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Like those of so many great leaders, Aldo Leopold’s vision and actions were shaped and supported by his family life. He met his wife Estella while working for the U.S. Forest Service in the Southwest. They had five children, all of whom went on to their own prestigious careers as conservationists and scientists.
Born in Santa Fe, NM, Estella Bergere Leopold was a cultured woman of many talents. Her father was a concert pianist and her mother was a descendant of a Spanish land grant family that included the Duke of Albuquerque. Estella was a schoolteacher in New Mexico when she met Leopold, and they were married in 1912. They had their first four children in New Mexico, and their fifth after moving to Wisconsin in 1924.
Mrs. Leopold shared her love of classical Spanish music with her family, teaching them Spanish and Cuban folk songs that Leopold family descendants still sing together today. Also a skilled outdoorswoman, she was Wisconsin’s woman archery champion five years in a row. In 1973, Mrs. Leopold received an honorary doctor of science degree from Northland College. She passed away in 1975 at the age of 84 in Madison, WI.
A wildlife biologist, Starker Leopold was well-respected for his contributions to the fields of wildlife conservation, education, and public policy. The oldest of the Leopold children, Starker was also a professor at the University of California, Berkeley, for more than 30 years.
Starker authored more than 100 scientific papers and five books during his career in the fields of ornithology, conservation, and wildlife management. In 1963, he published the Leopold Report (officially, Recommendations for Wildlife Management in U.S. National Parks), the first plan for managing the parks’ visitors and ecology together.
He was elected to the National Academy of Sciences, and received many other awards including the Department of Interior Conservation Award, the Aldo Leopold Medal of The Wildlife Society, the Audubon Society Medal, the Browning Medal of the Smithsonian Institution, the Fellows Medal of the California Academy of Sciences, and a Distinguished Service Award from the American Institute of Biological Sciences.
Starker died in August 1983 at the age of 70, at his home in Berkeley, CA.
Luna combined his training and expertise in engineering, meteorology, geology, and hydrology to help develop the field of fluvial geomorphology – the study of how rivers are shaped by their surrounding landscapes.
Luna worked for the Soil Conservation Service and U.S. Geological Survey before joining the faculty of the University of California, Berkeley, in 1972. In all, he authored some 200 articles and books, many of which remain widely used in teaching and fieldwork today.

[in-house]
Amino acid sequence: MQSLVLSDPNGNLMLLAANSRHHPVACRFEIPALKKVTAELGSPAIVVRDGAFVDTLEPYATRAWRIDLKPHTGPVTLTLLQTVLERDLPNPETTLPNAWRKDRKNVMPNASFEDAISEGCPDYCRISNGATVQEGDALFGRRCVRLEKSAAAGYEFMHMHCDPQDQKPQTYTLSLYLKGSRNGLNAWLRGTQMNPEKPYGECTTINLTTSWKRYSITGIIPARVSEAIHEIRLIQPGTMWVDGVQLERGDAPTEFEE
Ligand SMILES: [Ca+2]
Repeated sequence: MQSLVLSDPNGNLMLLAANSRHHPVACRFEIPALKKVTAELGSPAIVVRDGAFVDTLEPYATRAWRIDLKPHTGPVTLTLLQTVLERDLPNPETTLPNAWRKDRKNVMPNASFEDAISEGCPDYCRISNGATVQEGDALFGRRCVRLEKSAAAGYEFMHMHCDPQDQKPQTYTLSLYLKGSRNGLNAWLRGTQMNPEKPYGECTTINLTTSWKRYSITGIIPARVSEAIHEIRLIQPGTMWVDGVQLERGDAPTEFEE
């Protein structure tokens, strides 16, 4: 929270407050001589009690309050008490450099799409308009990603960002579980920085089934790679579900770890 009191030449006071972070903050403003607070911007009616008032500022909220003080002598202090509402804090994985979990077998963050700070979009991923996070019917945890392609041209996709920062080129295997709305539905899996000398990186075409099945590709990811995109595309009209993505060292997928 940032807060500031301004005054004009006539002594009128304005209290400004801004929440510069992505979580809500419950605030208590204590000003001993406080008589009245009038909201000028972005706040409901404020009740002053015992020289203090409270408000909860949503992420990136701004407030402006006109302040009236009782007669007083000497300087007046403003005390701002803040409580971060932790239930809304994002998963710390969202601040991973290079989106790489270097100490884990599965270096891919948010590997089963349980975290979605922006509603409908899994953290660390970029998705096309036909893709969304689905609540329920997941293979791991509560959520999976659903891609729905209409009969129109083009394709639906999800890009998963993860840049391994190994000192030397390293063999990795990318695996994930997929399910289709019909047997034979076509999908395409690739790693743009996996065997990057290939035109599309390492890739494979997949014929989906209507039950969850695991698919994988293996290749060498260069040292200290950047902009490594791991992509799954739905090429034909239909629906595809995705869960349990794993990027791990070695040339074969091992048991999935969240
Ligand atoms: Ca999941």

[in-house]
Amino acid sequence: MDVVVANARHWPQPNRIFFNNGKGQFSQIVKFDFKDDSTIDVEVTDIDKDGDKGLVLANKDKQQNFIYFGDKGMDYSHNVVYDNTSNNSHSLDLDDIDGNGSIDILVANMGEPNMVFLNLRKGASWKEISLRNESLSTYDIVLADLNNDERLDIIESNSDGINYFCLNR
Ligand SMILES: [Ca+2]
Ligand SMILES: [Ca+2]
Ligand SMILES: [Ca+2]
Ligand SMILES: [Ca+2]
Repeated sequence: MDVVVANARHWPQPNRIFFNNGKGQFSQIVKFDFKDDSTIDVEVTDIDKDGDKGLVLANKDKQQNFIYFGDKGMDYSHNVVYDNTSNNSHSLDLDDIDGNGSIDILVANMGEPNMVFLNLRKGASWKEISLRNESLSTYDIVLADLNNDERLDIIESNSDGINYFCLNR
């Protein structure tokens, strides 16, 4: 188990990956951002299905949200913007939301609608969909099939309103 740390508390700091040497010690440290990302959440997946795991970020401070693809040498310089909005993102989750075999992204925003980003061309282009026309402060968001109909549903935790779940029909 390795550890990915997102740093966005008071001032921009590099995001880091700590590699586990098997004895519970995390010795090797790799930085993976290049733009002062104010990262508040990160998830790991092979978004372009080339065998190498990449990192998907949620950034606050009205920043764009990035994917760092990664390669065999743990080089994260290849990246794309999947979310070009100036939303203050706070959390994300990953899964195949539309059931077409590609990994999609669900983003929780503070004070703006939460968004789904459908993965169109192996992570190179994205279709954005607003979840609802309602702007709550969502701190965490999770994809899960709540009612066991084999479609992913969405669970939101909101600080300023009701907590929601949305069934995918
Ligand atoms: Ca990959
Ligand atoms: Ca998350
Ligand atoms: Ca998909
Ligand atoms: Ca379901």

His achievements were recognized during his lifetime with many prestigious awards and honors, including the National Medal of Science, and the Penrose Medal of the Geological Society of America. He was elected to the National Academy of Sciences, and as a fellow of the American Academy of Arts and Sciences. He was also awarded the Benjamin Franklin Medal in Earth and Environmental Science, posthumously, in 2006.
He died in February 2006 at the age of 90, at his home in Berkeley, CA.
Nina is remembered as a scientist, conservationist, philosopher, and humanitarian by an international community of colleagues.
Nina was deeply connected to the Leopold Shack and Farm. She was senior author of a 1999 study published in the Proceedings of the National Academy of Sciences that analyzed decades of phenological records that she and her family kept on the property. The findings suggested how climate change was affecting the region and its native ecosystems.
She and her second husband Charles Bradley also built the Bradley Study Center on the Leopold Reserve in 1976. It became a hub of ecological research conducted in cooperation with the University of Wisconsin.
The work of Nina and Charles was also instrumental in establishing the Aldo Leopold Foundation itself and in constructing the Leopold Center. Nina died at age 93 in May 2011, at her home in Baraboo, WI.
Carl was a well-known plant physiologist whose 1964 book, Plant Growth and Development, became a classic textbook. He was also a prominent and eloquent spokesman for his father’s philosophy of a land ethic, incorporating it into his own writings, lectures, and work at the Tropical Forestry Initiative and the Finger Lakes Land Trust.
Carl published some 200 scientific papers and five books on plant physiology. He was elected president of the American Society of Plant Physiologists in 1996, and awarded an honorary Doctorate of Agriculture from Purdue University. He also received two awards from the Royal Galician Academy of Science in Spain. Carl took hundreds of photographs with his father’s camera during the family’s years at the Shack, a rich photographic archive that visitors still enjoy.
Carl passed away at the age of 89 in November 2009, at his home in Ithaca, NY.
Estella Leopold is a University of Washington professor emeritus of botany, forest resources, and quaternary research. She has been teaching and conducting research for more than 60 years.
The author of more than 100 scientific publications in the fields of paleobotany, forest history, restoration ecology, and environmental quality, Estella pioneered the use of fossilized pollen and spores to understand how plants and ecosystems respond over eons to climate change and other phenomena. Her work at the Florissant Fossil Beds in Colorado made the case for their preservation, an achievement which led to Estella’s receipt of the prestigious International Cosmos Prize in 2010. She was elected to the National Academy of Sciences in 1974.
Estella serves on the board of the Aldo Leopold Foundation as a lifetime director. She lives in Seattle, WA.
Download remembrances of Leopold’s children written by family members: